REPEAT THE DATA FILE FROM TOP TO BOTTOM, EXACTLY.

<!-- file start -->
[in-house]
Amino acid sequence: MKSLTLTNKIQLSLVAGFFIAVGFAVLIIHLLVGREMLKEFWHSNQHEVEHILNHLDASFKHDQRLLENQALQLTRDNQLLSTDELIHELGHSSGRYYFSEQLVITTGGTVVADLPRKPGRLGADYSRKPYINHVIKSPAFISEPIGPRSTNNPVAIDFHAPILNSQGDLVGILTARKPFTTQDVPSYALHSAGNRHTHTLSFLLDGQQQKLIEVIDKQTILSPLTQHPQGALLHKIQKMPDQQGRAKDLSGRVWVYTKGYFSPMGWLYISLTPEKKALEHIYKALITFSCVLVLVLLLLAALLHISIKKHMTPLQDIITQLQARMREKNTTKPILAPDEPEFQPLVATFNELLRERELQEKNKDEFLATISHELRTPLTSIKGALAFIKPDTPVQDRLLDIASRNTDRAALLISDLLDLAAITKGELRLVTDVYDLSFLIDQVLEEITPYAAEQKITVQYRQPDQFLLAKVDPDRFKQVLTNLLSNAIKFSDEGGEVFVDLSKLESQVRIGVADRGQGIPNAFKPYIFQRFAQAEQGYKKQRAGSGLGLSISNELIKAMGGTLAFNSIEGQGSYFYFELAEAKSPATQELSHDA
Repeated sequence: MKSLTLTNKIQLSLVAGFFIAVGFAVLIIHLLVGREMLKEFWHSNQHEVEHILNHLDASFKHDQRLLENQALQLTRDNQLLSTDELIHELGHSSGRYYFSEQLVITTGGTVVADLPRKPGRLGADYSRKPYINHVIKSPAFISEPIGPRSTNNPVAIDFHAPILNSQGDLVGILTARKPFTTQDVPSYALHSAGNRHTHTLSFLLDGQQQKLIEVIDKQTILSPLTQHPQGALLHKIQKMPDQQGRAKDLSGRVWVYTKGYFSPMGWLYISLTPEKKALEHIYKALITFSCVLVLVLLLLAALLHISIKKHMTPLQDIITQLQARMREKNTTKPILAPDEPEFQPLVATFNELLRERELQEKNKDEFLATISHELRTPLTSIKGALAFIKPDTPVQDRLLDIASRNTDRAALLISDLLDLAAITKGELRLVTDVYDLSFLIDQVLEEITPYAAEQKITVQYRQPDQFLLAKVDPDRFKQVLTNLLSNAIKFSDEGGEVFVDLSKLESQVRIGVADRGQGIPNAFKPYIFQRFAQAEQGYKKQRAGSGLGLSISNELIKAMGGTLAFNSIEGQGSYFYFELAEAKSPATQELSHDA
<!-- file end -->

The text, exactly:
[in-house]
Amino acid sequence: MKSLTLTNKIQLSLVAGFFIAVGFAVLIIHLLVGREMLKEFWHSNQHEVEHILNHLDASFKHDQRLLENQALQLTRDNQLLSTDELIHELGHSSGRYYFSEQLVITTGGTVVADLPRKPGRLGADYSRKPYINHVIKSPAFISEPIGPRSTNNPVAIDFHAPILNSQGDLVGILTARKPFTTQDVPSYALHSAGNRHTHTLSFLLDGQQQKLIEVIDKQTILSPLTQHPQGALLHKIQKMPDQQGRAKDLSGRVWVYTKGYFSPMGWLYISLTPEKKALEHIYKALITFSCVLVLVLLLLAALLHISIKKHMTPLQDIITQLQARMREKNTTKPILAPDEPEFQPLVATFNELLRERELQEKNKDEFLATISHELRTPLTSIKGALAFIKPDTPVQDRLLDIASRNTDRAALLISDLLDLAAITKGELRLVTDVYDLSFLIDQVLEEITPYAAEQKITVQYRQPDQFLLAKVDPDRFKQVLTNLLSNAIKFSDEGGEVFVDLSKLESQVRIGVADRGQGIPNAFKPYIFQRFAQAEQGYKKQRAGSGLGLSISNELIKAMGGTLAFNSIEGQGSYFYFELAEAKSPATQELSHDA
Repeated sequence: MKSLTLTNKIQLSLVAGFFIAVGFAVLIIHLLVGREMLKEFWHSNQHEVEHILNHLDASFKHDQRLLENQALQLTRDNQLLSTDELIHELGHSSGRYYFSEQLVITTGGTVVADLPRKPGRLGADYSRKPYINHVIKSPAFISEPIGPRSTNNPVAIDFHAPILNSQGDLVGILTARKPFTTQDVPSYALHSAGNRHTHTLSFLLDGQQQKLIEVIDKQTILSPLTQHPQGALLHKIQKMPDQQGRAKDLSGRVWVYTKGYFSPMGWLYISLTPEKKALEHIYKALITFSCVLVLVLLLLAALLHISIKKHMTPLQDIITQLQARMREKNTTKPILAPDEPEFQPLVATFNELLRERELQEKNKDEFLATISHELRTPLTSIKGALAFIKPDTPVQDRLLDIASRNTDRAALLISDLLDLAAITKGELRLVTDVYDLSFLIDQVLEEITPYAAEQKITVQYRQPDQFLLAKVDPDRFKQVLTNLLSNAIKFSDEGGEVFVDLSKLESQVRIGVADRGQGIPNAFKPYIFQRFAQAEQGYKKQRAGSGLGLSISNELIKAMGGTLAFNSIEGQGSYFYFELAEAKSPATQELSHDA